Jurors deciding on death penalty
June 26, 2007
CNJ staff photo: Kevin Wilson Stanley Bedford addresses jurors during the penalty phase of his trial at District Court in Albuquerque.
ALBUQUERQUE — Jurors heard the final arguments about how they can and should punish Stanley Bedford for the deaths of an elderly Portales couple.
The jury that convicted Bedford, 43, of murder, kidnapping and other charges in the March 3, 2005, deaths of Doris and Odis Newman, is now considering whether he will serve a 120-year prison sentence or death by lethal injection.
“He is 43 years old. He will die in the New Mexico Department of Corrections,” defense attorney Gary Mitchell said of Bedford. “The question is whether we take that step.”
District Attorney Matt Chandler said it’s not an easy decision to seek the death penalty, but some acts deserve the most severe consequence, and the Newmans had done nothing to deserve the way they died.
“They lived the life we all aspire to live,” Chandler said. “They raised a family, they owned a business, and they started that business from the ground up.”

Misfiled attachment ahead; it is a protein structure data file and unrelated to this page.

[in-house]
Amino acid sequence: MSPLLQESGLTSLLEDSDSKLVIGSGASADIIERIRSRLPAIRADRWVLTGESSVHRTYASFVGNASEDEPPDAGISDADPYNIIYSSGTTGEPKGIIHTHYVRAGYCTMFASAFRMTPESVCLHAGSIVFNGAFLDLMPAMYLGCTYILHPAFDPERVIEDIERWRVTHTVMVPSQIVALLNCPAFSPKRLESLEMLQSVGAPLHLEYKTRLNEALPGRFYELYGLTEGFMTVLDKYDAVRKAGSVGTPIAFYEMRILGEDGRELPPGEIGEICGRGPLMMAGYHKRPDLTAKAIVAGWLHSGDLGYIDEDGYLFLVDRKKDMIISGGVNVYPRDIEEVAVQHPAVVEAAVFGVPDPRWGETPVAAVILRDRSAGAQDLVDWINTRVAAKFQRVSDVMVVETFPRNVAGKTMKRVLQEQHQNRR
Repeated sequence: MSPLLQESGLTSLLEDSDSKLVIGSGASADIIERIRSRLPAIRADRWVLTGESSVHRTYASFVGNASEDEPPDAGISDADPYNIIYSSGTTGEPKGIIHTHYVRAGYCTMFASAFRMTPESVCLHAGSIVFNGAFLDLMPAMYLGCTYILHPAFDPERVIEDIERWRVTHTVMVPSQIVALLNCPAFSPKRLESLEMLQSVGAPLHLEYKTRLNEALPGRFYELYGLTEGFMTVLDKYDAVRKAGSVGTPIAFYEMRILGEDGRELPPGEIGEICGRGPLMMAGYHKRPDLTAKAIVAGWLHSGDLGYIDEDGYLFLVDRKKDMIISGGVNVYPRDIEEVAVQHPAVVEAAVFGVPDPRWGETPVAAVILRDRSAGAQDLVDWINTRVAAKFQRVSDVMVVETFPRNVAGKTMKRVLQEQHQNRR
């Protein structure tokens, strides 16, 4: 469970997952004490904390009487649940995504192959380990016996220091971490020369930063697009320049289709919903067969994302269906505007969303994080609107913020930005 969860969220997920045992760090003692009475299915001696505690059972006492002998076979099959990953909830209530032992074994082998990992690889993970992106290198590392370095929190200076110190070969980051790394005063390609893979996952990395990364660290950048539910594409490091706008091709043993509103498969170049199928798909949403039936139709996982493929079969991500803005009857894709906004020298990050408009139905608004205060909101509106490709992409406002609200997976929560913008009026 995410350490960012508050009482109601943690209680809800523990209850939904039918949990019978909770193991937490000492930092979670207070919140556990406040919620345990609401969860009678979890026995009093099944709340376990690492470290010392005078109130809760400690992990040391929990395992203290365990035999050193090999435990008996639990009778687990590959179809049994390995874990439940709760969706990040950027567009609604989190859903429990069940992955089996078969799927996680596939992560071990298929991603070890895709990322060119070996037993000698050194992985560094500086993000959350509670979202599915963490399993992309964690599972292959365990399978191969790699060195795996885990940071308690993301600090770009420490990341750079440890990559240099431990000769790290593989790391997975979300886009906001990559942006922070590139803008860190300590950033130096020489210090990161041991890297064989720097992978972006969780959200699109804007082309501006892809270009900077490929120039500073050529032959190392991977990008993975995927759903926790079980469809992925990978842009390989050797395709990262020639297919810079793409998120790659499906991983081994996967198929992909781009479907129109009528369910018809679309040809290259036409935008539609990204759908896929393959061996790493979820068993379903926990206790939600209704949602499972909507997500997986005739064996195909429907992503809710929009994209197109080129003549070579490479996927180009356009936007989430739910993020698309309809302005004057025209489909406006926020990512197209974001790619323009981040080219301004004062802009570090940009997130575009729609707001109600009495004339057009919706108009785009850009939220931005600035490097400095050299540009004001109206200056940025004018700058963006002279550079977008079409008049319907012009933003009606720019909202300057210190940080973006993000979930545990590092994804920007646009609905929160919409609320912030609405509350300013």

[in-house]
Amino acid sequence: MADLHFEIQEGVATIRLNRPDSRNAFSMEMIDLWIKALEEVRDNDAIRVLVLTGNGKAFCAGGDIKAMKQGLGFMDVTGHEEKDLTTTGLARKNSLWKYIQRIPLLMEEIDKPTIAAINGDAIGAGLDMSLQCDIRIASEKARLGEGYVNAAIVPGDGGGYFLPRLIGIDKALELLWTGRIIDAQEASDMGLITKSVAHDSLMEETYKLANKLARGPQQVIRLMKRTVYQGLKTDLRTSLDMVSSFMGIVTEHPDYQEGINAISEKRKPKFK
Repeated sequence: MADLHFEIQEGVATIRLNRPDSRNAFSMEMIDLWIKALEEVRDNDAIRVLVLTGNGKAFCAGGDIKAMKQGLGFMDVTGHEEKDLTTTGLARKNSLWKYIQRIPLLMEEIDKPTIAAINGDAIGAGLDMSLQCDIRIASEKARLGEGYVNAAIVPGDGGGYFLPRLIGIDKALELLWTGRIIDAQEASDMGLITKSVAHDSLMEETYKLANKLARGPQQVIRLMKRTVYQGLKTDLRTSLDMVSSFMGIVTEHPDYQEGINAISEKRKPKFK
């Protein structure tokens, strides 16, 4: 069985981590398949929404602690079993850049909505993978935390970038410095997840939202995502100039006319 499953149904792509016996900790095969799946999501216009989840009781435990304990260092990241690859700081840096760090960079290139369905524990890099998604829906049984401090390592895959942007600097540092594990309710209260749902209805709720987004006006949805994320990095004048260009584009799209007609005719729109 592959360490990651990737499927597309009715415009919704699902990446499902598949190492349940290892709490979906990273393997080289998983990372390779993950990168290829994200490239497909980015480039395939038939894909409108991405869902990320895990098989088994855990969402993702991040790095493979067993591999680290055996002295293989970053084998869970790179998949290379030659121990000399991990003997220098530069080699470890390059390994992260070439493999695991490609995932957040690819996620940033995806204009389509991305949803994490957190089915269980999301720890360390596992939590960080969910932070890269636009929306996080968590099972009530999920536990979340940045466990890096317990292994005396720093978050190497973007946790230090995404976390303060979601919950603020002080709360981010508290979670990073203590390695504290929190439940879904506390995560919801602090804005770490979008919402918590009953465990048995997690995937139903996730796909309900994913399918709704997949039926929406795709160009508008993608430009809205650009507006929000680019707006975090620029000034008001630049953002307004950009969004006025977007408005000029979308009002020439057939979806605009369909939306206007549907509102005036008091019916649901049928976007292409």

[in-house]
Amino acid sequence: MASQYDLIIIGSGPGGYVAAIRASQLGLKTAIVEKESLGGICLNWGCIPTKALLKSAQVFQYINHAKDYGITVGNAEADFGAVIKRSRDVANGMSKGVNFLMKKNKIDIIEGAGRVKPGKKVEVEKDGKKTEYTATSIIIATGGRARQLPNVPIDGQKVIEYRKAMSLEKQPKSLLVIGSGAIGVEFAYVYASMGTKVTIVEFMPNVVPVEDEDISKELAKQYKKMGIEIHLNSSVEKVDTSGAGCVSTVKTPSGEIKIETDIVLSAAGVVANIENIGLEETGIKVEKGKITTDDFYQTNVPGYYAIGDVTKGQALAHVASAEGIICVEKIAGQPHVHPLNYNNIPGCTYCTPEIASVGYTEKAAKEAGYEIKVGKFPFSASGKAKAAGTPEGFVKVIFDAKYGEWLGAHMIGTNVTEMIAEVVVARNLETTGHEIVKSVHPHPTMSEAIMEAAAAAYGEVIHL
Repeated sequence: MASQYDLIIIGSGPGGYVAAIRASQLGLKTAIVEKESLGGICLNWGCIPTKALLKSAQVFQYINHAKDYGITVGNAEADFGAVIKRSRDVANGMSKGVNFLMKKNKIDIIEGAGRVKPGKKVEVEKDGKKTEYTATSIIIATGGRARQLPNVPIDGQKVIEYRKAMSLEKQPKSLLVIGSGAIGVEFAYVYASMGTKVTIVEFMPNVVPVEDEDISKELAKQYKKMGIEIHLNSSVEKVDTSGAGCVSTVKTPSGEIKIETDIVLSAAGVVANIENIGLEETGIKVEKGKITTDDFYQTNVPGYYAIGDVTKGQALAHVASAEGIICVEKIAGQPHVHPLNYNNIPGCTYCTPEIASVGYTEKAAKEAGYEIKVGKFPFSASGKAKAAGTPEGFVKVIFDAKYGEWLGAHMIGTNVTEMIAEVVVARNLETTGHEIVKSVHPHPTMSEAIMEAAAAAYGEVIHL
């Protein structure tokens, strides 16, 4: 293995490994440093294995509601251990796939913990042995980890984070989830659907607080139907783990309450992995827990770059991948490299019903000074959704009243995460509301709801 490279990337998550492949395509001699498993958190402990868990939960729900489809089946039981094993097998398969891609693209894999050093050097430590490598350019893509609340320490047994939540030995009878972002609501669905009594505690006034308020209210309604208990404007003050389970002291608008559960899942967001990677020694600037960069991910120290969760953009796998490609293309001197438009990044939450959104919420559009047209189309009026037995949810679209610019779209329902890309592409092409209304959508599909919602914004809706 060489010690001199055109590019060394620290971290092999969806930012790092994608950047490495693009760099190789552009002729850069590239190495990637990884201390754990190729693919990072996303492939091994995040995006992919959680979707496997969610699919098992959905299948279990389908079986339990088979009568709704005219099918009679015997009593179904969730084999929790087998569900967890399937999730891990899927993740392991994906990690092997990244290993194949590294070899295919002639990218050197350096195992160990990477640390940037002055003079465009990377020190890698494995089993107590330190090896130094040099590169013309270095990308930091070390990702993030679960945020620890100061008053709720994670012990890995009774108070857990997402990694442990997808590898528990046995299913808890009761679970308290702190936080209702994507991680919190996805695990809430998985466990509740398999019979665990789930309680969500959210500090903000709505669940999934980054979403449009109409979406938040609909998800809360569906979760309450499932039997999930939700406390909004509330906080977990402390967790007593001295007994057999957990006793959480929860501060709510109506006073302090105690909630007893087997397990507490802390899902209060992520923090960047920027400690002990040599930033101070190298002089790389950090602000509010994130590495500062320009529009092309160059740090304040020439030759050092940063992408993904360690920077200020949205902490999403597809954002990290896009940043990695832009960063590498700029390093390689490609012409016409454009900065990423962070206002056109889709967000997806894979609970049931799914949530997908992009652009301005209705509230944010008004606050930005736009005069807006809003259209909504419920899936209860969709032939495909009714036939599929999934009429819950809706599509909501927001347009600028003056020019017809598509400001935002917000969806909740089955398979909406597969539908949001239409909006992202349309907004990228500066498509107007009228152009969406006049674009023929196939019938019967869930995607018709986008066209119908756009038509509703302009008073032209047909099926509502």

When the Newman bodies were found in the trunk of their burned car, Chandler said, it was after they were kidnapped and burned by Jerry Fuller and Stanley Bedford. He asked the jury to weigh that circumstance, and rule that no mitigating circumstance outweighs that.
Mitchell brought up several mitigating factors for the jury to consider, including Jerry Fuller’s larger role in the killings and the fact he received a life sentence. Mitchell argued once Fuller received a 127-year prison sentence for entering into a plea agreement, the death penalty option should have been off the table for Bedford.
Chandler countered by telling the jury it should consider other differences between the two, including criminal records. Fuller had one conviction for issuing a worthless check, while Bedford had three felony convictions in the last 10 years. Fuller confessed his actions to his girlfriend, tried to commit suicide, and cooperated with investigators, while Bedford threatened roommates to stay quiet, tried to pawn off rings stolen from Doris Newman, and lied repeatedly to investigators, Chandler said.
Mitchell said the jury should also consider the race differences, not because he was suggesting anybody in the courtroom was racist, but that the death penalty disproportionately is given to minorities.
If jurors had racial biases, Chandler said, they would do a disservice to bring that into the jury room.
“I do not consider or bring prejudice ... into the courtroom, period,” Chandler said. “The only person who has brought prejudice to the courtroom is Gary Mitchell.”
Mitchell said it only took one juror to throw the death sentence out the window and hoped each juror would have the courage to do it.
Chandler ended with a quote from Edmund Burke, who said, “All that is necessary for the evil to win is the good people sit back and do nothing.”